Sports Psychology - Winning Ugly
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I recall talking to Tommy John, the ex Yankee pitching ace, a few years ago at Ann Liguori’s clam bake in the Hamptons. As I stood next to him at the bar I asked him the obvious question, “What is the secret to your success?” He quickly replied, ‘I knew how to win with my B game. I even could win with my C game.  It was a rare day that you don’t pitch with injury or pain. And I learned how to adapt to the problem.’   

This comment is reminiscent of nearly every post-tournament interview given by Tiger Woods.  He would always say, “Well, I only had my C game today but I managed it pretty well”.  And who could forget his win at the US Open at Torrey Pines when he actually won the tournament with a broken leg?  He limped around the course and winced on every shot but he won.

There are many stories of athletes winning when injured or when ill.  I recall Sean Lane, the great distance swimmer from Long Island who flew out to California and won a long distance ocean swim while suffering with the flu. He was on antibiotics, his doctor said “don’t fly out,’ but he ignored it all and won the race. Martina Navritilova was being fed intravenously before the finals of a US Open at Flushing Meadow and went out on the court and beat Chris Evert.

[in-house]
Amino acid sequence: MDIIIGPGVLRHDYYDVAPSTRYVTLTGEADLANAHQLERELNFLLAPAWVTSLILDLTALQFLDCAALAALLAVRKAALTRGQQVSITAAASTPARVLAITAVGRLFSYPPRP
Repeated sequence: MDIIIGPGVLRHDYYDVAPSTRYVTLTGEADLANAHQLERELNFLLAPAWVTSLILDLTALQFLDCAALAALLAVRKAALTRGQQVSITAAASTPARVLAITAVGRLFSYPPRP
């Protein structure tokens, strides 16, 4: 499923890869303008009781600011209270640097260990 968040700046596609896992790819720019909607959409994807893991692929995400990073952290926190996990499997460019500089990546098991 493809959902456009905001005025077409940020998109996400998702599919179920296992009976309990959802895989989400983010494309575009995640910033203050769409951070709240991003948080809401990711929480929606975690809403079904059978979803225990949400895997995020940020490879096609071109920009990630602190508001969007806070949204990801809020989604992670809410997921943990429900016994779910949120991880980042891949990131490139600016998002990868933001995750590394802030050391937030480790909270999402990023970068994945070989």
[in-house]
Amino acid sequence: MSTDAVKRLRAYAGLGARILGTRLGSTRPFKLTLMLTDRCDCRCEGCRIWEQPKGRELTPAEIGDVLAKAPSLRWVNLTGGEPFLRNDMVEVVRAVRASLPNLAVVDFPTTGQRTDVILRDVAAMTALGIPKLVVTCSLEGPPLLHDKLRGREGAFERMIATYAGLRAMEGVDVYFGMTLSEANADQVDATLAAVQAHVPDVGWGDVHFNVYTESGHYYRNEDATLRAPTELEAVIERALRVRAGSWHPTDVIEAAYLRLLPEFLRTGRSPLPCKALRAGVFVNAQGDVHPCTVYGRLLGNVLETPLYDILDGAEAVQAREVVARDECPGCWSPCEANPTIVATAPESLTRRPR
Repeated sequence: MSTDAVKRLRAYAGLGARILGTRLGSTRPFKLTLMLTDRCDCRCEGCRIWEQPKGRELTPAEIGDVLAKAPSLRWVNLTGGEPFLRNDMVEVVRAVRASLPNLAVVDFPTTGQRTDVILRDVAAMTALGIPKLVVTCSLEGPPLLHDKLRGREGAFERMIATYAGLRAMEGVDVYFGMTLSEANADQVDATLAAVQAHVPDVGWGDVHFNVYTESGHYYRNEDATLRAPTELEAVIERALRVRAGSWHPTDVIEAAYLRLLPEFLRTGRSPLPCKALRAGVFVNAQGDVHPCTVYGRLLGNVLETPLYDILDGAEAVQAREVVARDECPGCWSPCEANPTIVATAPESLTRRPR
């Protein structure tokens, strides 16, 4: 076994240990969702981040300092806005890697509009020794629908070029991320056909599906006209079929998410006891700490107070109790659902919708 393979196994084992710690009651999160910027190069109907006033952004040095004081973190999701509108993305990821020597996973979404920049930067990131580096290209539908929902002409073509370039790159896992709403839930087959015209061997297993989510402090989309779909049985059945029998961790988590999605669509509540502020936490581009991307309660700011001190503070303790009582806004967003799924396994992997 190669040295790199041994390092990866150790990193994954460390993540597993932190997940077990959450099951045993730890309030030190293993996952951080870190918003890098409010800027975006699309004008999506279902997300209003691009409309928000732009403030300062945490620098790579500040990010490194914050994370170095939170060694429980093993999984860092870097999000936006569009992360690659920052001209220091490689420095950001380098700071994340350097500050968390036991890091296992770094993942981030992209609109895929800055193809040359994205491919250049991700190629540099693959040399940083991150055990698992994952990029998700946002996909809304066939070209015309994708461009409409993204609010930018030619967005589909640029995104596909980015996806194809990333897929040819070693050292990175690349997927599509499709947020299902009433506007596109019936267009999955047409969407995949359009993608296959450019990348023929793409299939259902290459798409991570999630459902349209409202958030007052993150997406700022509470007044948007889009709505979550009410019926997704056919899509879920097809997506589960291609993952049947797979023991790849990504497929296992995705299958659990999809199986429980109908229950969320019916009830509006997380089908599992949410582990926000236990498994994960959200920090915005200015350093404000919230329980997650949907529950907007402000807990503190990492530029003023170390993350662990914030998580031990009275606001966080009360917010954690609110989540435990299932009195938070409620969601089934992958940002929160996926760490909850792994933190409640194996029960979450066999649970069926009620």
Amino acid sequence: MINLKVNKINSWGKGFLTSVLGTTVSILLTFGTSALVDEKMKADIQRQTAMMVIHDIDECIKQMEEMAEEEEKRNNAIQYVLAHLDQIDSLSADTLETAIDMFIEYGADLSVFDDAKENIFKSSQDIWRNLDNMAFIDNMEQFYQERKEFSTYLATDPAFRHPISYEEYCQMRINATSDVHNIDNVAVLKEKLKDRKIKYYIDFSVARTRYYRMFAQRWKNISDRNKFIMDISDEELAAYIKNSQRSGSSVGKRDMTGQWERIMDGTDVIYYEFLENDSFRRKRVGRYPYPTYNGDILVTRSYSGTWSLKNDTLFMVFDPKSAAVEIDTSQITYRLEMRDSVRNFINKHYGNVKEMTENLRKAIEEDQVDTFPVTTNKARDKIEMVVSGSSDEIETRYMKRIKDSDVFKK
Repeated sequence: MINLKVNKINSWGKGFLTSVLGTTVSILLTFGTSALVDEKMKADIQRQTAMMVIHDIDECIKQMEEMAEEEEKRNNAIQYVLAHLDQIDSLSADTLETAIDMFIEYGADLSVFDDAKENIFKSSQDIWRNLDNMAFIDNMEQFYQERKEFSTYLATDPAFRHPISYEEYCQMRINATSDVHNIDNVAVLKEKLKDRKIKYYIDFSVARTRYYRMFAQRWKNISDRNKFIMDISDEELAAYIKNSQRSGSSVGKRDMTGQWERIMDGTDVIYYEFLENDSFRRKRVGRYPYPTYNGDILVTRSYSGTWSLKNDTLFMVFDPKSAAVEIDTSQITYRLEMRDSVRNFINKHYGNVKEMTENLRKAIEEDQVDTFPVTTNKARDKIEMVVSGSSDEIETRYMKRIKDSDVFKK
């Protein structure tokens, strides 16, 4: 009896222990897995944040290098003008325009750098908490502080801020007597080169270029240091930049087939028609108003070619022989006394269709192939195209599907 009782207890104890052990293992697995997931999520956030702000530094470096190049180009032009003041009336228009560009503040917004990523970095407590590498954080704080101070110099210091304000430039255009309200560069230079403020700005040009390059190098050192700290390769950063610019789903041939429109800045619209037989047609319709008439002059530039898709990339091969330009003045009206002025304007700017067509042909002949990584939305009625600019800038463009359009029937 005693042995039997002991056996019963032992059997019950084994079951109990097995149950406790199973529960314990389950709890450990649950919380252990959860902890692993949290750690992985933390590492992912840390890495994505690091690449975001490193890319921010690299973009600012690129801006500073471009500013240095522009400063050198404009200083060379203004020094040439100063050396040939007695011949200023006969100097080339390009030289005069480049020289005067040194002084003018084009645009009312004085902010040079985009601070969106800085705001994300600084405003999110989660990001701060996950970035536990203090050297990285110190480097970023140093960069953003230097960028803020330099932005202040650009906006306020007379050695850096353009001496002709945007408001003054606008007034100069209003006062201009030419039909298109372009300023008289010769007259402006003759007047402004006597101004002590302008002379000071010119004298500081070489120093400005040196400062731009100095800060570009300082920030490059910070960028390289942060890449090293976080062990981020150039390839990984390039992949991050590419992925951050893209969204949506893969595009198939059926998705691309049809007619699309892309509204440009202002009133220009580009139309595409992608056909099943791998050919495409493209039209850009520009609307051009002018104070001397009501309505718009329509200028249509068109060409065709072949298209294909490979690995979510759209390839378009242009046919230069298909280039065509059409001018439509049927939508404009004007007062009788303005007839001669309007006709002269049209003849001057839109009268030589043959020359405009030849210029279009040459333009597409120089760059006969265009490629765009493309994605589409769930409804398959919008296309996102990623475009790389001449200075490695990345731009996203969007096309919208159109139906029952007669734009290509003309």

Every athlete has been sick and has been injured. I won a big college match while having an aching toothache. So how do you explain this stuff? Is it that the athlete is tough and can tolerate pain more than the average person? Probably yes but there is more to it then just mental toughness. Here are some of the reasons for this strange dynamic.
If you happen to be sick or injured you will naturally slow down to protect your body. And when you slow down your performance relaxes and improves.
That upper respiratory infection or pulled muscles will serve to distract you from any performance anxiety you may be prone to and with less anxiety your performance always improves.
Your expectations will be far less when playing ill or injured and so you will likely be less harsh on yourself during play. So for once you will be kind to yourself on the fled, be less angry and this will definitely improve your play.
Players who are hurt or ill will rest more prior to a game. And since most players are always near burnout and are almost always over trained, this rest will mean you will have more energy to perform.

So, there are the four very good reasons players often play better when injured or ill. But do not take this as an endorsement to play injured or ill. If you are ill or hurt you need to visit your family doctor and get proper treatment. He may tell you to rest and you should listen to him. But if, and only if, you get medical clearance to play with a tweaked muscle or a chest cold you can expect to perform pretty well for the reasons outlined above. As they say, the injured athlete is a dangerous opponent. So watch out when you run into one.

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